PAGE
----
Respiratory System Parts And Functions And Diseases
The human respiratory system is a series of organs responsible for taking in oxygen and expelling carbon dioxide. The primary organs of the respiratory system are lungs, which carry out this exchange of gases as we breathe. The respiratory system (also respiratory apparatus, ventilatory system) is a biological system consisting of specific organs and structures used for gas exchange in animals and plants. The anatomy and physiology that make this happen varies greatly, depending on the size of the organism, the environment in which it lives and its evolutionary history. In land animals the respiratory surface is internalized as linings of the lungs. Gas exchange in the lungs occurs in millions of small air sacs called alveoli in mammals and reptiles, but atria in birds. These microscopic air sacs have a very rich blood supply, thus bringing the air into close contact with the blood. These air sacs communicate with the external environment via a system of airways, or hollow tubes, of which the largest is the trachea, which branches in the middle of the chest into the two main bronchi. These enter the lungs where they branch into progressively narrower secondary and tertiary bronchi that branch into numerous smaller tubes, the bronchioles. https://en.wikipedia.org/wiki/Respiratory_system
Important of Respiratory System In Human
In humans, the average rate of breathing depends on age. A newborn’s normal breathing rate is about 40 times each minute and may slow to 20 to 40 times per minute when the baby is sleeping, according to the Children’s Hospital of Philadelphia.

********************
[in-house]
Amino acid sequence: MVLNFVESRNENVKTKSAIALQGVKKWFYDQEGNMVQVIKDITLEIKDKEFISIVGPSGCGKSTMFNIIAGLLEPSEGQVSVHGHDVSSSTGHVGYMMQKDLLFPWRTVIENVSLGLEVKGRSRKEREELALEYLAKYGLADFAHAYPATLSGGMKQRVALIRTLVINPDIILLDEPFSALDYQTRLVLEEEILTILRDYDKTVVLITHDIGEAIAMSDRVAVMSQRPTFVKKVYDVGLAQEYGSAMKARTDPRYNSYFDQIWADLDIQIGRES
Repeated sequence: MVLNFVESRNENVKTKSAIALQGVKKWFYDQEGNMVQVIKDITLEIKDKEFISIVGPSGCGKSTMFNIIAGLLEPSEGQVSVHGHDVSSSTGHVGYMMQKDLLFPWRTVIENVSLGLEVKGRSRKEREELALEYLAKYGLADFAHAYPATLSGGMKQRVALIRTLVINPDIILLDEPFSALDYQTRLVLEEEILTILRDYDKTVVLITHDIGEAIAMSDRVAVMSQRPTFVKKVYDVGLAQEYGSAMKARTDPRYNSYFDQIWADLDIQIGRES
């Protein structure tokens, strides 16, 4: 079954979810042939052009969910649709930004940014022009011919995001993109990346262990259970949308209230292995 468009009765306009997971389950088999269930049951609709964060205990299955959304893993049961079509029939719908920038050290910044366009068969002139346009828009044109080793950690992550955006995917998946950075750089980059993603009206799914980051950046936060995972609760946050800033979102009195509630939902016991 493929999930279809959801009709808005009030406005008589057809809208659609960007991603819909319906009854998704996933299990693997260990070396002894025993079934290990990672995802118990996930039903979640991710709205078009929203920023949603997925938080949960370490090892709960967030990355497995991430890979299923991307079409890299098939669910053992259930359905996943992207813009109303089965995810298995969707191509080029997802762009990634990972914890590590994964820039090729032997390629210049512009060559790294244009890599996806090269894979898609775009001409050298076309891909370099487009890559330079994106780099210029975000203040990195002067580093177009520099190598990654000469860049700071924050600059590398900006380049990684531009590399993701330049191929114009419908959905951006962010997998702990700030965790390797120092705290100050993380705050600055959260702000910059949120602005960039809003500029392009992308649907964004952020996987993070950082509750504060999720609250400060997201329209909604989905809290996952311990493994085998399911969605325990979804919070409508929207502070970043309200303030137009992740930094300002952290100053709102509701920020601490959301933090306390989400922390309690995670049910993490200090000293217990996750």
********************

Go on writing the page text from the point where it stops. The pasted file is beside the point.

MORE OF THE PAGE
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For adults, the average resting respiratory rate for adults is 12 to 16 breaths per minute, according to Johns Hopkins Medicine. The human body needs oxygen to sustain itself. A decrease in oxygen is known as hypoxia and a complete lack of oxygen is known as anoxia, according to the National Institutes of Health. These conditions can be fatal; after about four minutes without oxygen, brain cells begin dying, according to NYU Langone Medical Center, which can lead to brain damage and ultimately death.
Parts of respiratory system
According to tutorvista, Respiratory system consists of the organs that help to breathe. Respiration also known as breathing is the process which delivers oxygen from the external atmosphere to the body and removes the carbon dioxide from body and expels out. The main parts of the respiratory system and their functions are as follows
• The nostrils
The nostrils: Nostrils are involved in air intake, i.e. they bring air into the nose, where air is warmed and humidified. The tiny hairs called cilia filters out dust and other particles present in the air and protects the nasal passage and other regions of the respiratory tract. As we breathe, oxygen enters the nose or mouth and passes the sinuses, which are hollow spaces in the skull. Sinuses help regulate the temperature and humidity of the air we breathe.